Charles Wellington Furlong
Old Oaken Bucket Homestead, 1939
Ink on Paper
Dims: H 11 ¾” x W 8”
Colonel Charles Wellington Furlong (1874 -1967) was an artist, writer, explorer, college professor, naturalist, collector, cowboy and photographer of the American West.
Furlong was born in Cambridge in 1874, and studied at the Massachusetts Normal Art School. While he taught at Cornell University, Furlong also pursued a series of expeditions to North Africa, Tierra del Fuego, Venezuela, and West African islands. His many notable accomplishments include discovering the wreck of the frigate U.S.S. Philadelphia while exploring Tripoli, and becoming the first American to cross inland Tierra del Fuego. On the Tierra del Fuego expedition – funded by Harper’s Magazine in 1907 to 1908 – Furlong mapped and developed navigational charts of the region. During World War I, Furlong produced a series of tactical field handbooks specializing in geographic intelligence. He later served as a member of the American delegation to the Paris Peace Conference, as well as a military aide to President Woodrow Wilson.
As a boy, Charles Wellington Furlong and his brothers spent their summers in Scituate with Charlotte Merritt, whom Furlong called his great-aunt, and her husband, mariner Benjamin Merritt. Furlong later wrote that listening to Benjamin’s sea stories inspired him to a life of exploration and adventure. Furlong also recalled listening to neighbor, Becky Bates, recount how she and her sister Abigail had scared away the British during the War of 1812 with only a fife and drum. In later years, Colonel Wellington Furlong lived at “Eight Gables,” his home on Old Oaken Bucket Road.
Among Furlong’s many drawings in the Society’s collection is this pen and ink sketch of the Old Oaken Bucket Homestead. Poet Samuel Woodworth famously immortalized his boyhood days spent here on this Scituate farm in the poem “The Old Oaken Bucket.” This view of the homestead is unique in that it is a copy of a sketch drawn by Samuel Woodworth from his memory.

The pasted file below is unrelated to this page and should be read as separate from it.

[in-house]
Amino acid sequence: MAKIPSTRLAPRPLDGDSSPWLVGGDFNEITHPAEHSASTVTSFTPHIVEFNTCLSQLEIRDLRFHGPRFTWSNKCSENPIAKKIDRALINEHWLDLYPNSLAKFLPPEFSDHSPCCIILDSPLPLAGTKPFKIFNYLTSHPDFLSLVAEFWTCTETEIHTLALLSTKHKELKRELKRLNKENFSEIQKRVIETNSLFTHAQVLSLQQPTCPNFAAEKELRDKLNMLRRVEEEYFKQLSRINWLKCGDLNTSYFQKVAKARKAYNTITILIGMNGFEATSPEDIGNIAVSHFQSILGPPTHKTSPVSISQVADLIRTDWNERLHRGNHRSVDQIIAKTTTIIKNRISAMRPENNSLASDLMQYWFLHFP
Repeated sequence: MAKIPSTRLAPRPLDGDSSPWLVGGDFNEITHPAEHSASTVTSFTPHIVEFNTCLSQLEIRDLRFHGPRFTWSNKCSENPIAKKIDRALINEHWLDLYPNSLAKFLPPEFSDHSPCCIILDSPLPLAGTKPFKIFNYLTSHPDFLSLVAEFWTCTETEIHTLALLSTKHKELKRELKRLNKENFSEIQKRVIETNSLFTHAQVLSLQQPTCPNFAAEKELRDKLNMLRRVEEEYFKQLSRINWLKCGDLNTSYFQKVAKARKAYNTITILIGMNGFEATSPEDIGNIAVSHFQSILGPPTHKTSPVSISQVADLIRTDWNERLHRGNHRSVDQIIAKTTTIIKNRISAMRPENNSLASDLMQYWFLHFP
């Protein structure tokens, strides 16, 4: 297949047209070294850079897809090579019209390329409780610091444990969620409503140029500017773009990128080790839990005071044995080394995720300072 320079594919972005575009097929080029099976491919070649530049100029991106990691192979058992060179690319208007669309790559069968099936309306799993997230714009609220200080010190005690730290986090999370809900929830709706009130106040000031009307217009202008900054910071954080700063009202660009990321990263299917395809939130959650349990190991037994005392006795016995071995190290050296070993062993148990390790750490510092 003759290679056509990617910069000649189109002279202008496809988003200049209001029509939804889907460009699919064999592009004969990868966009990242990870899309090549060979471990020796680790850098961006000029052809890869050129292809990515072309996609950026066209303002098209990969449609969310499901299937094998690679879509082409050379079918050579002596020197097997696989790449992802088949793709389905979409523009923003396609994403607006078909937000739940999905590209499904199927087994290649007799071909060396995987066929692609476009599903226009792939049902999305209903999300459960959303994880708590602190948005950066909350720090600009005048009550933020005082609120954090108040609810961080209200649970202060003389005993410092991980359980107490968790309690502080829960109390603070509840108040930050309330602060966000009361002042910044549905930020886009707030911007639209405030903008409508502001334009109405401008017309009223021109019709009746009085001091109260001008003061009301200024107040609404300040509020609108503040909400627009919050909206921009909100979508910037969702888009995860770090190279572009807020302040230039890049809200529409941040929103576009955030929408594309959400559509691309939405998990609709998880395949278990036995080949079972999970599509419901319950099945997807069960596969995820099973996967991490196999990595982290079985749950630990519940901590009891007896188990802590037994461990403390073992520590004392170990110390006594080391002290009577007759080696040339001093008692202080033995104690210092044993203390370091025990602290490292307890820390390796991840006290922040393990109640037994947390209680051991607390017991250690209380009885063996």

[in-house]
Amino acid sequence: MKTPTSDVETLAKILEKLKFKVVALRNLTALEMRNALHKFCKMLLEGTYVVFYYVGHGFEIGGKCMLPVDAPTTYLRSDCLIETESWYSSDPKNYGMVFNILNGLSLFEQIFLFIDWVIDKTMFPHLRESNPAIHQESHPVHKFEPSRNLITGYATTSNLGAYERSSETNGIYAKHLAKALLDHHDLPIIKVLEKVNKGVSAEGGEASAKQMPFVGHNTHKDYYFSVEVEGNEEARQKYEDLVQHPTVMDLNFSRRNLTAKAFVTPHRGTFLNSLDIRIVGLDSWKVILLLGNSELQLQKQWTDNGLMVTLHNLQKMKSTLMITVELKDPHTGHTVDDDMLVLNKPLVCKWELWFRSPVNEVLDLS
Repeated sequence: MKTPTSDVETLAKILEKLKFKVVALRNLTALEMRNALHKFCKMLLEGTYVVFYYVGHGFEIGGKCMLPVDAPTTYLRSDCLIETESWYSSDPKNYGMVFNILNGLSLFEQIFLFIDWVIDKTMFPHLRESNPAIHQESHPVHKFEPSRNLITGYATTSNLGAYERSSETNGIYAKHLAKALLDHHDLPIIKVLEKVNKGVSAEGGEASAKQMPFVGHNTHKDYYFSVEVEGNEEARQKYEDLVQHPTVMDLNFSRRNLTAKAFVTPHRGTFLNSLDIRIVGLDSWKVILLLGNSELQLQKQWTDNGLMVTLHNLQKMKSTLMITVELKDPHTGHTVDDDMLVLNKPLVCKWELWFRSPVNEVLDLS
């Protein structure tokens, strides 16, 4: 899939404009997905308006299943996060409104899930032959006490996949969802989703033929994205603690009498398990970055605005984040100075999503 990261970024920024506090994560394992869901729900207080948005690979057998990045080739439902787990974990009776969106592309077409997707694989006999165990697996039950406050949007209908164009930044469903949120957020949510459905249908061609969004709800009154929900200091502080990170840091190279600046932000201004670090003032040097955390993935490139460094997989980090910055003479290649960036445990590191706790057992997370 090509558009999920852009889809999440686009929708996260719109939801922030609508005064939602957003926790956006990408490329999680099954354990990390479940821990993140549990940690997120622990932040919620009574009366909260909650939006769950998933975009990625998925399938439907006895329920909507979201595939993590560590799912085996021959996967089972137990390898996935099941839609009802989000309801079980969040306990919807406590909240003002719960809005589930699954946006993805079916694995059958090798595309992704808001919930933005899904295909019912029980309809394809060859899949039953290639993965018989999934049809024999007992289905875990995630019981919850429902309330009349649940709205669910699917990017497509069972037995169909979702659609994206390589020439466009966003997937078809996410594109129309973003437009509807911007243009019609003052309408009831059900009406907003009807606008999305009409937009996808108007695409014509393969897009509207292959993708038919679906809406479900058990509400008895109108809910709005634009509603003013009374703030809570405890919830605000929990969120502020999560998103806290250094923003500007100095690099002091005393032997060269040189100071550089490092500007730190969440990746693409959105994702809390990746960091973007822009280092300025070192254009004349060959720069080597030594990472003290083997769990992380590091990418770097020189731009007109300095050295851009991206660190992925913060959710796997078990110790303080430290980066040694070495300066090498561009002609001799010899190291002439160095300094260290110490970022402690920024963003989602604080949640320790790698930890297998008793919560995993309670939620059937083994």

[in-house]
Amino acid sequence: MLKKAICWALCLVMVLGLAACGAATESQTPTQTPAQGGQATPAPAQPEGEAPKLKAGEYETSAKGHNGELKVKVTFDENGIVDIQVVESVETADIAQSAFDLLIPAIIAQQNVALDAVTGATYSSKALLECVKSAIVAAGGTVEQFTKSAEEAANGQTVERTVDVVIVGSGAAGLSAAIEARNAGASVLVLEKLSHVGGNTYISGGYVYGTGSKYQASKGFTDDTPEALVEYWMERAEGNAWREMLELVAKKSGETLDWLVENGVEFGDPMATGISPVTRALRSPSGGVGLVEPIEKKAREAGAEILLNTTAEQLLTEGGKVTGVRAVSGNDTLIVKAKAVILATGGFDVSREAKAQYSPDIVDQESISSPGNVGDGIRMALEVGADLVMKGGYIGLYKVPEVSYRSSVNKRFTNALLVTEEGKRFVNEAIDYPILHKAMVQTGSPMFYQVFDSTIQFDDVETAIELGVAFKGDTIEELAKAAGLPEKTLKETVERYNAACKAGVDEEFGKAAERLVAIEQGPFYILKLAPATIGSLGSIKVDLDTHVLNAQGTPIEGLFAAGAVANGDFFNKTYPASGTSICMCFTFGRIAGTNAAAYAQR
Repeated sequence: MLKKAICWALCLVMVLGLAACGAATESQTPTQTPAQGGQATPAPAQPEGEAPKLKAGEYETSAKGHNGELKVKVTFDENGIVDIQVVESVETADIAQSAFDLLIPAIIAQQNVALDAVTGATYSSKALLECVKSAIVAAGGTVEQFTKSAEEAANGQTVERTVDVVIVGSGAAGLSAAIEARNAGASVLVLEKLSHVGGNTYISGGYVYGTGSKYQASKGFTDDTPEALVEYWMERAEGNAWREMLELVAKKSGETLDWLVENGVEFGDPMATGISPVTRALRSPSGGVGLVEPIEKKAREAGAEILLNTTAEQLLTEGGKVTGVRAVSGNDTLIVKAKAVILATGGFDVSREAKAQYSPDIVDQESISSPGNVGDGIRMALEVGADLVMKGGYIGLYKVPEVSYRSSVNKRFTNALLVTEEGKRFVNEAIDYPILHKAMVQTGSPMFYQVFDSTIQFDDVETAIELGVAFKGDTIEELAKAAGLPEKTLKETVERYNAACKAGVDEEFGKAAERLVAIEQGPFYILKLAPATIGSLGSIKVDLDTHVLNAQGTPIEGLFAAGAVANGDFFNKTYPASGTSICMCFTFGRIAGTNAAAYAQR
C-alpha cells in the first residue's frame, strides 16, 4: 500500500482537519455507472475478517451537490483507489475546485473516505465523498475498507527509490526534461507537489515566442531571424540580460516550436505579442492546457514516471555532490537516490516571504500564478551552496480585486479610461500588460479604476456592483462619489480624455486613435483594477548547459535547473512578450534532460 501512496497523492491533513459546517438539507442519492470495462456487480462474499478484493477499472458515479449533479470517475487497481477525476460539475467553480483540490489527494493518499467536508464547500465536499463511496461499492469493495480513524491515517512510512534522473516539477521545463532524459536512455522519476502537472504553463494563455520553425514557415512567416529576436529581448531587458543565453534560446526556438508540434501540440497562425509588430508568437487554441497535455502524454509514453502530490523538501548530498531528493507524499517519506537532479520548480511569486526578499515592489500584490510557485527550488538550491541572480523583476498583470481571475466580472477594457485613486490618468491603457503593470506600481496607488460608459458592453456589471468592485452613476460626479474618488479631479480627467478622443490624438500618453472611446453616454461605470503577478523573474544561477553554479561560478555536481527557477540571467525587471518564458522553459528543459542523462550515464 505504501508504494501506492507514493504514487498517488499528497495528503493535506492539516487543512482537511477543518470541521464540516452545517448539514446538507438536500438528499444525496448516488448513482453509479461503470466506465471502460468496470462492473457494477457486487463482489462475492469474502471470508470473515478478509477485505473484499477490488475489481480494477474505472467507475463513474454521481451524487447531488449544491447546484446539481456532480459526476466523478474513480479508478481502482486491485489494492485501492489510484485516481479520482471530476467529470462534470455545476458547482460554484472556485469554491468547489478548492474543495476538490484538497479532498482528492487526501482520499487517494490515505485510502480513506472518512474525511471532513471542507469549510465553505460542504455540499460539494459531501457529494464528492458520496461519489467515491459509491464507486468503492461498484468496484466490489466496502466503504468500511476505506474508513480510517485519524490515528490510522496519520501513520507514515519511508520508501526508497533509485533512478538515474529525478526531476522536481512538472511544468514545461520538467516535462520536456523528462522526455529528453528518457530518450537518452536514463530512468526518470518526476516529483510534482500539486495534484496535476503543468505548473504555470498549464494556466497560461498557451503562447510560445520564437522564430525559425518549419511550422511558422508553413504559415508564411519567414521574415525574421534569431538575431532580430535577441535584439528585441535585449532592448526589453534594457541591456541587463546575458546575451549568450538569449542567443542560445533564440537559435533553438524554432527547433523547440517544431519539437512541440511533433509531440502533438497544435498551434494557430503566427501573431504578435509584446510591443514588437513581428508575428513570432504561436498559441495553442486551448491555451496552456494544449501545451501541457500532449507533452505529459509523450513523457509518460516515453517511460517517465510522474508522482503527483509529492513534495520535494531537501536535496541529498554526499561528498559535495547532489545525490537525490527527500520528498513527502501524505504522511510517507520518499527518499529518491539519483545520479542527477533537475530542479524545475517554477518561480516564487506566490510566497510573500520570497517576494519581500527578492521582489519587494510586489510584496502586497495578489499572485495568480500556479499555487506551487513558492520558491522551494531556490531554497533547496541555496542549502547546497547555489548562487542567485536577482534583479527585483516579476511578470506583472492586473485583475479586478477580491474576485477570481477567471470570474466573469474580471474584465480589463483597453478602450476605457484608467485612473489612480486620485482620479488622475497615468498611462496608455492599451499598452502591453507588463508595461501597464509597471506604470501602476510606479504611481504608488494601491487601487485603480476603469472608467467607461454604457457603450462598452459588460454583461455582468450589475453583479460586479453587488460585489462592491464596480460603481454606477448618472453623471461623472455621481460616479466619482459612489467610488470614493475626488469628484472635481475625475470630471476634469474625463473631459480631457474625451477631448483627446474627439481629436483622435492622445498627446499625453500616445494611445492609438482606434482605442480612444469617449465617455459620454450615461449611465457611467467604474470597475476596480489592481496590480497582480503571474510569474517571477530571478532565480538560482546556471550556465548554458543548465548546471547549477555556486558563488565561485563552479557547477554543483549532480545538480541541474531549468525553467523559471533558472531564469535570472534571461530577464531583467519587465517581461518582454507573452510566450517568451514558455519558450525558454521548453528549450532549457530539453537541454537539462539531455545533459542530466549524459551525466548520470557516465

This homestead is today listed on The National Registry of Historical Homes and is overseen and maintained by the Scituate Historical Society. See our Explore page for more information on the homestead.
In addition to sketching the Old Oaken Bucket Homestead, and other sites of local significance, Charles Wellington Furlong was instrumental in the creation of a greenway along route 3A. In 1899, Colonel Wellington Furlong married Eva Earll, with whom he had two children, Roger Wellington Furlong and Ruth Earll Furlong. He was later remarried to Edith Virginia Calista Spinney.
When he died in 1967, Colonel Wellington Furlong left behind an extensive record of his travels and work through his prolific writings, drawings, paintings and photographs.
This Scituate Historical Society Collections Highlight connects with the following Massachusetts State Curriculum Frameworks:
History and Social Science Framework
3.T1 Massachusetts cities and towns today and in history:
2. Research the demographic origins of the town or city (e.g., the Native People who originally lived there or still live there, the people who established it as a colonial town, its founding date, and the free, indentured, and enslaved women and men who contributed to the wellbeing of the town). Explain that before the mid-19th century most of the settlers were of Native American, Northern European, or African descent; describe the current population and immigrant groups of the 20th and 21st centuries and interview family members, friends, and neighbors to obtain information about living and working there in the past and present.
WHII.T3 The global effects of 19th century imperialism:
4. Analyze the cultural impact of colonial encounters and trade on people in Western nations, drawing on examples such as a. Asian furniture, porce-lain, and cloth made for export b. the introduction of new foods into Eu-rope and the United States c. emerging academic fields of archaeology and cultural anthropology d. collections of art and artifacts from around the world exhibited in international expositions and museums e. the influ-ence of Japanese and African art on European art styles of impressionism and cubism f. colonialism portrayed in literature and journalism by writers such as Rudyard Kipling, Edward. D. Morel, Joseph Conrad, Robert Louis Stevenson, and Isak Dinesen (Karen Blixen)
WHII.T4 The Great Wars, 1914–1945:
1. Analyze the factors that led to the outbreak of World War I (e.g., the emergence of Germany as a great power, the rise of nationalism and weakening of multinational empires, industrial and colonial competition, militarism, and Europe’s complex alliance systems)
2., b. the expansion of World War I beyond Europe into a global conflict (including the mobilization of Asian and African colonial subjects as troops to support military efforts and the reasoning for and impact of United States involvement; the impact on various nationalities, religious and eth-nic groups)
3. Analyze the political, social, economic, and cultural developments fol-lowing World War I: e. the establishment of European mandates in the Middle East and the creation of modern state boundaries in the region.